Okay, so this is where the recipe really didn't work for me: the baking time. Perhaps with four ounces of white chocolate, 3/4 cup of whipping cream and one egg, the 35 minutes suggested baking time would have been sufficient. But when I looked at my pie at 35 minutes, it was still liquid. Completely liquid. So I turned the oven up from 325°F to about 400°F and let it go for about another 30 minutes. At that point it was still sort of jiggly, but it looked baked. I've been puzzling about what to suggest for baking temperature and time all day and I think next time I'll try 400°F for 35 minutes. Of course, I'll be checking it constantly.

By the time the damned thing came out of the oven, it was midnight, so I didn't take any photos. I just went to bed.

This morning when I woke up, it looked like this:

I sliced the leftover strawberries in half and instead of arranging them neatly on top (which is what I did at first and it made me feel like a stuffy grandmother getting ready for a church bake sale), I dropped them on. All willynilly. I really let loose at 8.30 this morning. It was great.

Just don't do this on the brand new white tablecloth your mother just bought for the kitchen table.

Intermission while I shower, get dressed, get pretty, actually go to the party, eat and share the pie, take photos, come home, start my laundry and make my lunch for tomorrow.

What a day!

Okay, so I was sort of concerned about the inside of this pie. I was afraid when the first piece was taken out, it would just be liquid hangin' out in a pie crust. Not so. It was more the consistency of rich chocolate pudding. And the strawberries were so destroyed from being baked that they had almost completely disappeared into the chocolate. Certainly not a bad thing! It tasted like strawberry infused chocolate. Oh goodness, it was delicious. And a huge hit with the crowd, even the people who didn't really like dessert.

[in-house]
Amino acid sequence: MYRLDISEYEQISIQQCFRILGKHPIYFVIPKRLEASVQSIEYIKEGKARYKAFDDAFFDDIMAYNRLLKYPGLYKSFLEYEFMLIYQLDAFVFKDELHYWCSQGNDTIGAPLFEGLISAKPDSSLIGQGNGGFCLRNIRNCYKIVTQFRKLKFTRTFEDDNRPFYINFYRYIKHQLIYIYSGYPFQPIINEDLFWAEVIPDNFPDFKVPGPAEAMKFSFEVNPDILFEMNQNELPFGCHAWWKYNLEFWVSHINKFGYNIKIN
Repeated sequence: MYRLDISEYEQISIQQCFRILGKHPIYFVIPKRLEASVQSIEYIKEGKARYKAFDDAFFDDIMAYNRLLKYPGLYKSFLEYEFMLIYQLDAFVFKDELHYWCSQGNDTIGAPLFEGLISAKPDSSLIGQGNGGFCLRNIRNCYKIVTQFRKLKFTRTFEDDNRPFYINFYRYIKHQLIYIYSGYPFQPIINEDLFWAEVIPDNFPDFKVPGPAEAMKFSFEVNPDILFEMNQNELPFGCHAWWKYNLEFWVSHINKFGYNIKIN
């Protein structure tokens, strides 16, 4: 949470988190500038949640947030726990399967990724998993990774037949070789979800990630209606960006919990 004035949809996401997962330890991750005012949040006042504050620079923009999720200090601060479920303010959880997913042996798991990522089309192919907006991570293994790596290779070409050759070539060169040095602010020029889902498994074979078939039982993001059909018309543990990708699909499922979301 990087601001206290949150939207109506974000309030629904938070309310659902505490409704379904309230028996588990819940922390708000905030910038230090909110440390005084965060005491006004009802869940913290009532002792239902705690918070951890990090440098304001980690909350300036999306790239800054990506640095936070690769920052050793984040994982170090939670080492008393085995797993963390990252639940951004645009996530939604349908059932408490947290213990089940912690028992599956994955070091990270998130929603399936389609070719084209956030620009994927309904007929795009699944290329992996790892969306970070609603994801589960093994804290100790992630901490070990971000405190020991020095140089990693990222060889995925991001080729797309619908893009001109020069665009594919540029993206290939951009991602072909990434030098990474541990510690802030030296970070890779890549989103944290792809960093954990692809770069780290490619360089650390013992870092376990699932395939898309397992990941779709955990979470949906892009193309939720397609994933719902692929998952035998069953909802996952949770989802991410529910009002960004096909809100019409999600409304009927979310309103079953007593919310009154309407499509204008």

You should probably go make this pie right away. People will say things like, "you are a baking goddess/god" (I actually got that one today). If you don't have a mild ecstatic experience while you eat it, we probably shouldn't be friends.


Olive Oil Pie Crust

2/3 cup of extra virgin olive oil
2 ½ cups of all purpose flour
1 teaspoon salt
1 teaspoon baking powder
½ cup ice water
1 tablespoon of vinegar
1 teaspoon to 1 tablespoon of sugar (REALLY optional, depends on what pie you're making)


Place olive oil in the freezer until it solidifies and is of a consistency similar to cold butter, approximately 3 or 4 hours.
Combine flour, salt and baking powder into a bowl and mix. Add remaining ingredients and blend with a pastry blender. Place dough in an air tight container or plastic wrap and place it in the fridge for an hour or so to chill.
Roll ball out to 1/8 inch thickness and fit into a pie plate. Use as you would a regular pie crust. To bake it blind, fit a piece of tin foil into the pie crust, and pour in about 1 cup of dry beans. Bake at 425°F for five minutes, remove the beans and tin foil and continue to bake for another five minutes, or until evenly light golden brown.

Strawberry Chocolate Pie
1 cup whipping cream
8 ounces dark chocolate, chopped
1 egg, lightly beaten
2 cups fresh strawberries
Dark chocolate shavings
1 prepared pie crust


Preheat the oven to 400°F. In a double boiler, gently melt the chocolate in the cream. Lightly beat the egg using an electric mixer on lowest speed. While beating, slowly add the chocolate mixture. Beat for 15 seconds more.